Data backup is no longer just about operational fallback

Data backup has traditionally been in the operational domain of IT, while security teams have been responsible for threats to data from attacks. As these attacks have become more sophisticated, backups have come under threat and vendors have had to incorporate new features into their software to address attacks and protect data, according to Info-Tech Research Group.

data backup operational fallback

With many backup and recovery companies now referring to themselves as data protection (DP) platforms and with a list of new terminology and features representing a new paradigm in the backup world, staying on top of the new terms and features is complex. As well, repeated references to data security and data protection compliance make it difficult for IT teams to understand the impacts on the business and data protection strategy.

“There was a time when backing up data required separate premises-based infrastructure to ensure protection from data loss,” says Darryl Levesque, principal research advisor at Info-Tech Research Group. “However, things have changed with modern data centers today. It is time to stop thinking about data backup and start thinking about data protection. Newer technologies are making backup redundant.”

Although many vendors now provide numerous additional product features, it can be challenging for an organization to determine which product is best for their environment or whether there is a need for a combination of products.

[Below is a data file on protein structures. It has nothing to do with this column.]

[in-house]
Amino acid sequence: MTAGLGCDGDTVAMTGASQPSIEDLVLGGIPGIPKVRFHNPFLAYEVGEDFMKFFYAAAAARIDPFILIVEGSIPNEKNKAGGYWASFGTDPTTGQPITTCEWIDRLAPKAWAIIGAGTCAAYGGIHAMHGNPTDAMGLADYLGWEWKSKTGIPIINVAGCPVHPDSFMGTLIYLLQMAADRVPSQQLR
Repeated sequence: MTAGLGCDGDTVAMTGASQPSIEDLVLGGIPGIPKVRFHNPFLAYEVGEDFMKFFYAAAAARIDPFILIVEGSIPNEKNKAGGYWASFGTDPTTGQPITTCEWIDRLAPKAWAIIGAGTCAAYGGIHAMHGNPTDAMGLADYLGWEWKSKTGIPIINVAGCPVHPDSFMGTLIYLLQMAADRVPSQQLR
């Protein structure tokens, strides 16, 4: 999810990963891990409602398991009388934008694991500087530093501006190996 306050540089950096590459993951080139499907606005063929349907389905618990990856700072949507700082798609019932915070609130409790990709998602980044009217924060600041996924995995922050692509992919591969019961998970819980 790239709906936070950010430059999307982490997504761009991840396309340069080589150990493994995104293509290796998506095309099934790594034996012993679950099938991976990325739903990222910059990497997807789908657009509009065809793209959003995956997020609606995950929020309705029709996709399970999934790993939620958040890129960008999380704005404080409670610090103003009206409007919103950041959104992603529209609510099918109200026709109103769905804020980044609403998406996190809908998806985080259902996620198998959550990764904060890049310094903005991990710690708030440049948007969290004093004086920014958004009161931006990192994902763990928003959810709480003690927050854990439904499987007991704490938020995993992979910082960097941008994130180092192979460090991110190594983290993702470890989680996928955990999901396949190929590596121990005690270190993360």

The firm suggests that technology leaders keep up and understand the changes in the backup marketplace, considering what the new features can offer in terms of additional functionality. Info-Tech also stresses the importance of recognizing which of those functions suits the appropriate needs and then comparing the offerings of the different vendors to determine the best fit.

Researchers recommend that the new features offered by backup vendors be used as additional tools in the data protection armory rather than replacements for existing tools such as endpoint protection or effective security practices. To do this, organizations should consider the following key data protection features:

  • Continuous data protection (CDP): A data protection method that backs up information as it changes, without schedules.
  • Zero trust framework: Works on the principle of least privilege. Providers are leveraging the framework for backup and recovery.
  • Air gapping: Isolates one or several backups through various methods so malicious actors cannot access them.
  • DR orchestration: Provides a facility for automated, sequential recovery of systems after a disaster.
  • Threat prevention & detection: Detects malware during backups and interrogates existing backups.
  • All the other cloud: Enables support for Kubernetes, Office 365, Docker, Google Workspace, and many others.
  • Cloud to cloud: Copying from one provider to another; often used for SaaS applications.

These new features can help mitigate data loss risk and enable an environment to failover much more efficiently in a disaster. The cloud backup features provide enhanced confidence in the protection of offsite data. In general, the tasks that can now be performed are not only enhanced but also expanded.

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